"The results of the 2010 state legislative elections will define how key reforms and policies are decided for the next decade," Michael Sargeant, executive director of the Democratic Legislative Campaign Committee , wrote in a March 15 memo to activists that lays out the party's battle lines. The group is committing $20 million "to races that will have the greatest impact on reapportionment," referring to the process of determining how many congressional seats each state receives.

The Republican State Leadership Committee , which is dedicated to electing more Republicans at the state level, recently launched its $20 million REDMAP that stands for REDistricting Majority Project with the aim of winning state legislative seats. These seat would have a critical impact on congressional redistricting in 2011 . "To control the process — or at least have a seat at the table — winning, defending and increasing state legislative majorities must be a priority," its Web site says.

Going into this year's elections, Democrats control both legislative chambers in 27 states, nearly twice the 14 controlled by the Republicans, but the party admits it will be hard work to keep the gains it has made since 2003. This year's elections are crucial because the party that wins control will have the upper hand when most legislatures reconfigure congressional and state legislative district lines following the 2010 Census.

Democrats say they "have a real shot" of wrestling control from the GOP in the Michigan and Oklahoma senate chambers and the House chambers in Missouri, Tennessee and Texas, but the party admits it faces tight contests in these 10 chambers where Democrats currently hold majorities.

Both parties likewise are aggressively targeting the 37 governors' races this year. The Republican Governors' Association says "it jumpstarted the Republican comeback last year by winning governors' races in New Jersey and Virginia." The group announced it holds $31 million in cash-on-hand for the first quarter of 2010.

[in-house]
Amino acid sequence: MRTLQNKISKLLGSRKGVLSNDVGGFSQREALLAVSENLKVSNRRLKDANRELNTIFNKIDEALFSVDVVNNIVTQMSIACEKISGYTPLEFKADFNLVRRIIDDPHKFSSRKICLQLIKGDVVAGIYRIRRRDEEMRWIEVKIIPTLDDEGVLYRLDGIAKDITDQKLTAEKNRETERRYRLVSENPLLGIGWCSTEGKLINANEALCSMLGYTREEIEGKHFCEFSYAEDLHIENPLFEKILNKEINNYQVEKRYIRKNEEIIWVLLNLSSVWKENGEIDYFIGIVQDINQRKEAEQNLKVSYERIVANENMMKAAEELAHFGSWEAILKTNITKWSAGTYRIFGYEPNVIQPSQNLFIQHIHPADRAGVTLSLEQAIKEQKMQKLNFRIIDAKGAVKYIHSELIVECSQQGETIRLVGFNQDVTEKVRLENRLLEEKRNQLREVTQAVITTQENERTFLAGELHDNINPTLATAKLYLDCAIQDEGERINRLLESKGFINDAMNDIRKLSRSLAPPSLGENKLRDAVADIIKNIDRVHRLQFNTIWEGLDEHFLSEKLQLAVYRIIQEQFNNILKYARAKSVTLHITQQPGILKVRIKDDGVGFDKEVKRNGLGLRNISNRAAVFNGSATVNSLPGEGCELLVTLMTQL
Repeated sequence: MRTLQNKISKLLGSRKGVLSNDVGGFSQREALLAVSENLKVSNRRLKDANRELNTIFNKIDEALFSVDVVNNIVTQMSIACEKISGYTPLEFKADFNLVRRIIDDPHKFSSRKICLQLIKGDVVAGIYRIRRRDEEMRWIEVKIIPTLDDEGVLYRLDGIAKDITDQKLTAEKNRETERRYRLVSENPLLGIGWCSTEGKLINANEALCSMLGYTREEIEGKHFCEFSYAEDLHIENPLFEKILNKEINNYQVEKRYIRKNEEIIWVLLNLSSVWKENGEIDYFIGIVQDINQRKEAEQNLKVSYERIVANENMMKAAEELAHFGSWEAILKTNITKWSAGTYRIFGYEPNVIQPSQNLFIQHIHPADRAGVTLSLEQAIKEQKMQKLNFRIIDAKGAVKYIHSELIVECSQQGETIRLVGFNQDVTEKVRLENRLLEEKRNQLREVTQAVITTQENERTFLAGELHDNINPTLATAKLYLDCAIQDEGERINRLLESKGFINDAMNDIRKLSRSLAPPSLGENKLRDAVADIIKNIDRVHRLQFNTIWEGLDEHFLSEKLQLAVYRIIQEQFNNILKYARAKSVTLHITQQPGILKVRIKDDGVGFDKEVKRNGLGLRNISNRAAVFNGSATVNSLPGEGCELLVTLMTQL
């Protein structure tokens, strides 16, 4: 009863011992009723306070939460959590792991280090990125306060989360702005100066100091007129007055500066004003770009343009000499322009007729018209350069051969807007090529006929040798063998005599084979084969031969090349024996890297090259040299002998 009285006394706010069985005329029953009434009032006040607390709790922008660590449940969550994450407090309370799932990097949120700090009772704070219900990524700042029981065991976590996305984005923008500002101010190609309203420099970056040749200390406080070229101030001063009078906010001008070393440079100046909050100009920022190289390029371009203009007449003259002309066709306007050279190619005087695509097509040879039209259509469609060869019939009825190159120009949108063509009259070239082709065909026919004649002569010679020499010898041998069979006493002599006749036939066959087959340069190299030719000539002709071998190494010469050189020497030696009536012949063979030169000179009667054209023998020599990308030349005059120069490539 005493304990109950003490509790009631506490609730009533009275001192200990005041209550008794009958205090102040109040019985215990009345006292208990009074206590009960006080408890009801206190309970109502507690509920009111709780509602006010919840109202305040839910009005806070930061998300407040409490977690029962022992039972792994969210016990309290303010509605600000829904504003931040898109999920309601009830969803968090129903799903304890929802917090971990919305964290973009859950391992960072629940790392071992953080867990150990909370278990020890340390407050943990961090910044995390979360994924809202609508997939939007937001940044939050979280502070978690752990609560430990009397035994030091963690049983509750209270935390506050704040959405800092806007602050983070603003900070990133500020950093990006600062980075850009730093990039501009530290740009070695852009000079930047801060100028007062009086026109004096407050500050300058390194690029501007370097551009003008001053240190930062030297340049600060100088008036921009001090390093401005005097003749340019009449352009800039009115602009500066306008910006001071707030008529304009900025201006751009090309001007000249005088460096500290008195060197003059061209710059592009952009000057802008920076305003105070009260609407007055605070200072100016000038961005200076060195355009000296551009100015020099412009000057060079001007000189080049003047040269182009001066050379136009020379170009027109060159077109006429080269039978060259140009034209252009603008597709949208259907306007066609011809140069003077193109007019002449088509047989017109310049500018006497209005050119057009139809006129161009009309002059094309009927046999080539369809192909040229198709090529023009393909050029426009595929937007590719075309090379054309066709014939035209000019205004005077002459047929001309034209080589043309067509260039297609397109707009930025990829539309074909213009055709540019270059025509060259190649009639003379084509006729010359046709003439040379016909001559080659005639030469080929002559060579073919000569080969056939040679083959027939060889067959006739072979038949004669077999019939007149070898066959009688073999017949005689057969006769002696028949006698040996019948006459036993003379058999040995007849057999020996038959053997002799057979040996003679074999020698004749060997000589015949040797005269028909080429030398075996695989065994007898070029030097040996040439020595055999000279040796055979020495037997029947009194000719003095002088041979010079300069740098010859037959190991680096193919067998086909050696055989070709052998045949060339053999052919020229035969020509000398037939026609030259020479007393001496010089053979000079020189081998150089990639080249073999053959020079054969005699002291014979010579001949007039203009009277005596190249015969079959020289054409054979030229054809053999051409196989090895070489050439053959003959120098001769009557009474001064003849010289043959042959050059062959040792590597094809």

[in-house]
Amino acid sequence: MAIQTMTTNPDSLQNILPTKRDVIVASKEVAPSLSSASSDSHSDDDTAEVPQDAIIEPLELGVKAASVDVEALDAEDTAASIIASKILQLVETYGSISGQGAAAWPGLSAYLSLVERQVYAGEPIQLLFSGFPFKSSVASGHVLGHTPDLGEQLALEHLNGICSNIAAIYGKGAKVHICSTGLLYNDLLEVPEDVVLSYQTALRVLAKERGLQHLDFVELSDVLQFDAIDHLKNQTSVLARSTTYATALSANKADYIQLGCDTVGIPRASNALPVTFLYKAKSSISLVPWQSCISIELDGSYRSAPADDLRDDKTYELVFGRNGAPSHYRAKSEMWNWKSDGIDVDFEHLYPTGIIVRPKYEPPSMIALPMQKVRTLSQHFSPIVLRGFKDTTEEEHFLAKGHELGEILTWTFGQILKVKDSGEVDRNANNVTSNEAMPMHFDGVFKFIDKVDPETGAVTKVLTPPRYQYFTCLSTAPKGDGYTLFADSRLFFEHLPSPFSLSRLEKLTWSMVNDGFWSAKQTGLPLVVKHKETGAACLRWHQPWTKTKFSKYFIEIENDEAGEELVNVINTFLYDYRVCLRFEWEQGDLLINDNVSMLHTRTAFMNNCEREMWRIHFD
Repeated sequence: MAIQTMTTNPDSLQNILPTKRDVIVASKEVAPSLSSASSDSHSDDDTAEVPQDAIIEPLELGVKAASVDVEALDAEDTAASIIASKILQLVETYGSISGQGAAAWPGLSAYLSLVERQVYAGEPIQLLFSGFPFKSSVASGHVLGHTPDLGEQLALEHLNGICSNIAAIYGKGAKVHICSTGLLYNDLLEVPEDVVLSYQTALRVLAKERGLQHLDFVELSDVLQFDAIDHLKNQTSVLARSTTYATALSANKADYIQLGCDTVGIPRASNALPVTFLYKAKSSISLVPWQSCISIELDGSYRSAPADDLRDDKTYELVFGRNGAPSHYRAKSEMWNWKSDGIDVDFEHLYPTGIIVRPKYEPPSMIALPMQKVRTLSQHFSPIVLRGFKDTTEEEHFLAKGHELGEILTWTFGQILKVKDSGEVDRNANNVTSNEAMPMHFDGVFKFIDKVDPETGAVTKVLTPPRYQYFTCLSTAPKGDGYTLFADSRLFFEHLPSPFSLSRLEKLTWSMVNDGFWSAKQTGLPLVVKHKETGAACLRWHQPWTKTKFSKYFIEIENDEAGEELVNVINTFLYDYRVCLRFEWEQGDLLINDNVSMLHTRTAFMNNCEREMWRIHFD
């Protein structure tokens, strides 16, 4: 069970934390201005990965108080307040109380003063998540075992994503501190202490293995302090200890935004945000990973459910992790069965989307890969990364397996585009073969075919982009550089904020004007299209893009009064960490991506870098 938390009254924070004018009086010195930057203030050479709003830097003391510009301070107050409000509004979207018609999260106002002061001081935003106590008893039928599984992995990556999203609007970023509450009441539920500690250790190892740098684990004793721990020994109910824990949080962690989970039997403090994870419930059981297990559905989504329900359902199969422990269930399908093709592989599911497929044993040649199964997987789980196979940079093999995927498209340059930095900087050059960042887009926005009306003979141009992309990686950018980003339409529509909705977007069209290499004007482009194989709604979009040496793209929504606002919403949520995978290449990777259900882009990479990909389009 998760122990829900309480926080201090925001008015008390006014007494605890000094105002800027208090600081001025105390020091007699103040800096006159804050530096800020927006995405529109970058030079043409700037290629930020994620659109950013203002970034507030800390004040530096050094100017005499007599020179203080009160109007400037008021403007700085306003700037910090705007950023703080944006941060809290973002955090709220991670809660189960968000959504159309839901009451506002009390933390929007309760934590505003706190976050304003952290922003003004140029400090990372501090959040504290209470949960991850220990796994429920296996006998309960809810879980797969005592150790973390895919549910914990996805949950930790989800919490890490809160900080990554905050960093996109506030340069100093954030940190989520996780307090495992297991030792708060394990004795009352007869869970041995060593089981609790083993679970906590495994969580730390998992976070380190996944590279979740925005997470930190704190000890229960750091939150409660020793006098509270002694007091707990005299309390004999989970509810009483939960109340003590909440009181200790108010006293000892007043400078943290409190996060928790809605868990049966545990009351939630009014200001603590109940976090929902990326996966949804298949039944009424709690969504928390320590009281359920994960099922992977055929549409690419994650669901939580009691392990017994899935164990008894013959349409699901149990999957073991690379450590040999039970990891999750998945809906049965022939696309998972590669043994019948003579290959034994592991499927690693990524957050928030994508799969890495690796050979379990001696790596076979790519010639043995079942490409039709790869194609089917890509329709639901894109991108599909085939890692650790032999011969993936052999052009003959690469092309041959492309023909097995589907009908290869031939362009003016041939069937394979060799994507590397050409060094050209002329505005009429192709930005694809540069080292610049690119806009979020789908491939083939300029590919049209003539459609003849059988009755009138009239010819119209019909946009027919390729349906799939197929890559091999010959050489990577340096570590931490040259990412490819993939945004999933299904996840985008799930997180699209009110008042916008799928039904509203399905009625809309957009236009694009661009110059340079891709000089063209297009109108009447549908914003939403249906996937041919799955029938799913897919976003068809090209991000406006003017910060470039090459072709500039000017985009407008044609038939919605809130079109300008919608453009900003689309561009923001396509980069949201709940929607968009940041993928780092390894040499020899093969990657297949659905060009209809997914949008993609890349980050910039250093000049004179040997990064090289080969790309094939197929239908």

The Democratic Governors Association said it raised $23 million in 2009, the most in the organization's history, and will start the 2010 election cycle with nearly 12 times as much cash on hand as 2006, the last equivalent election cycle. DGA has $22 million cash-on-hand for the first quarter of 2010.

Storey of NCSL says that to many outsiders, this once-in-a-decade exercise is "all about gerrymandering," a term from the early 19 th century that referred to backers of Massachusetts Governor Elbridge Gerry who drew a state Senate plan to favor Gerry's party. A newspaper published a drawing of a creature with wings and a reptilian head and dubbed it the "gerrymander."

Wentworth of Texas has said bipartisan commissions would do a better job since "both political parties have proven conclusively that they are unable to resist the gerrymandering urge."

Republican California Governor Arnold Schwarzenegger likewise has backed redistricting reform. Voters rejected his 2005 proposal to transfer the authority to redraw both congressional and legislative district boundaries from the Legislature to a panel of retired judges, but voters in 2008 approved a ballot measure that created a new redistricting commission made up citizens to redraw the state legislative lines.

Schwarzenegger told CNN that redistricting is "not a sexy issue" but an important one, since out of California's 314 legislative and congressional elections in 2008, only one changed party hands. "So it just gives you an idea of how fixed the system is. And we laugh at Putin in Russia, how his system is, but the fact of the matter is, there's more turnover in the Kremlin than there's turnover here in California." He said a panel made of "ordinary citizens" to draw the lines would make the districts more competitive between Democrats and Republicans, and he hoped the idea would be replicated in other states.

And ordinary citizens are clamoring to be a part of the new process. More than 30,000 citizens have applied for a spot on California's new 14-member Citizens Redistricting Commission. Five members will be Democrats, five Republican and four will be neither Democrats nor Republicans.

California's state Legislature will continue to redraw congressional lines and the stakes couldn't be higher. The state has the potential of losing a congressional seat for the first time since they gained statehood nearly 150 years ago.

Democrats will likely retain control of the California Legislature following this year's elections, but the race to replace Schwarzenegger, who is term-limited, is wide open. Attorney General and former governor Jerry Brown is the frontrunner for the Democrats while recent polls show former eBay CEO Meg Whitman leading state Insurance Commissioner Steve Poizner for the Republican nomination, which will be decided in the June 8 primary.

Ballot measures are circulating in California, however, that could change the process yet again. Separate measures are circulating that would essentially kill the new citizens' panel that works on state legislative boundaries and another would use the same system for congressional lines.